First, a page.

# compute results and mux or not

Using pseudo code here. Are there pros and cons to these styles:

Say you have an alu that can do add, and, or and xor. Is it better to have code that computes the possible answers all the time then select the answer based on the opcode (in this case a one hot):

alu_and = a & b;
alu_or  = a | b;
alu_xor = a ^ b;

...

else if(opcode[1]) alu_out = alu_and;
else if(opcode[2]) alu_out = alu_or;
else if(opcode[3]) alu_out = alu_xor;

An alternative would be to code it like this:

if(opcode[0])      alu_out = a + b;
else if(opcode[1]) alu_out = a & b;
else if(opcode[2]) alu_out = a | b;
else if(opcode[3]) alu_out = a ^ b;

I have also seen it as:

alu_and = a & b;
alu_or  = a | b;
alu_xor = a ^ b;

...

alu_out =
( 8{opcode[0]} & alu_add ) |
( 8{opcode[1]} & alu_and ) |
( 8{opcode[2]} & alu_or ) |
( 8{opcode[3]} & alu_xor );

Are there pros and cons to either method or do they come out about the same in the end?

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Think about this in terms of levels of logic and readability. The first two forms are fine in terms of readability, but both embody priority unnecessarily and will result in more levels of logic. The third form is also not so wonderful by either of these metrics. Lastly, there's no apparent reason to use one-hot coding here over binary coding. Here's how I'd code this:

parameter ALU_AND = 2'b01;
parameter ALU_OR  = 2'b10;
parameter ALU_XOR = 2'b11;

reg [1:0]  opcode;  // 2 bits for binary coding vs. 4 for one-hot

// and later, in your always block:

case (opcode)  // synopsys parallel_case
ALU_ADD: alu_out = a + b;
ALU_AND: alu_out = a & b;
ALU_OR:  alu_out = a | b;
ALU_XOR: alu_out = a ^ b;
endcase

Here I've explicitly assigned values to the ALU opcodes, avoiding "magic numbers" and making it easier for others to understand what's happening. I've also used the case statement and applied a directive that tells my synthesis tool that no more than one expression can be matched, so no priority encoder will be inferred. I didn't name the intermediate signals (alu_add etc.) because these are trivial operations, but I frequently do so when I want convenient access to those signals (seeing their values after simulation in a waveform viewer for example).

Finally, about your question, "Is it better to have code that computes the possible answers all the time then select the answer based on the opcode" -- remember that Verilog is a hardware description language. All the implementations on this page are computing everything all the time anyway. Where they differ is in levels of logic and readability. Take a look at this page, which shows that my implementation has 1 level of logic beyond the operations themselves, where the if-else implementation has 3 additional levels of logic.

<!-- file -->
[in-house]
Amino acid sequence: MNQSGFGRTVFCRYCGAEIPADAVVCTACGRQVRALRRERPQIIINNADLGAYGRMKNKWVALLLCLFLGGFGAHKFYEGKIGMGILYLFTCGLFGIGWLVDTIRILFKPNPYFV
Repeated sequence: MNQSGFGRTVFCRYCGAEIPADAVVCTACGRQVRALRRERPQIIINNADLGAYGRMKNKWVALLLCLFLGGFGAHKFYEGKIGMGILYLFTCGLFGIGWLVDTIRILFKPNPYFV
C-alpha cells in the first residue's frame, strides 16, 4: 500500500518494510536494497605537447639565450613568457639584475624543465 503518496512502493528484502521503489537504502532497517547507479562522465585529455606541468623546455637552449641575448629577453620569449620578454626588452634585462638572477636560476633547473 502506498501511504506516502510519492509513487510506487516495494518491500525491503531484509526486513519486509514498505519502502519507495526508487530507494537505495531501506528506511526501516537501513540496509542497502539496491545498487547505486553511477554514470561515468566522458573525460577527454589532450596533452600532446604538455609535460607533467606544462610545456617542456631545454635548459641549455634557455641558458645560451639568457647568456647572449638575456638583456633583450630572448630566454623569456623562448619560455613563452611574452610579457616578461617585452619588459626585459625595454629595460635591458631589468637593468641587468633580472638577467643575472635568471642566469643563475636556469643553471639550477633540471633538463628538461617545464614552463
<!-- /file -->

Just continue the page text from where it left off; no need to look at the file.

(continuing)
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Dwelch, if you decide/need to stay with one-hot encoding, I recommend having a look at this page (if your coding verilog): asics.chuckbenz.com/OneHotCodingBestPractices.htm –  danielpoe Sep 9 '09 at 7:30

The first two will give the same logic, but you'll get a latch on alu_out because your if else block (your priority encoder) has no final else. (This is true for verilog anyway). If your timing is tight, you may have issues with the long paths that a priority encoder implies.

On the 3rd version, you'll get a more 'parallel' structure which may be better for timing. It won't latch.

In all three versions, each of the four operations will be clattering away nomatter what the opcode. This will have power implications.

It's my opinion that the first version wins for clarity, and you can get at each of the separate operations in your waveform viewer when debugging. There's no point in coding up something that is not as easy to read unless timing, area or power constraints are hurting.

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I would put the else at the end if this were real, made the example too simple. I like the can see it in the waveform viewer idea, didnt think about that. –  dwelch Sep 8 '09 at 19:53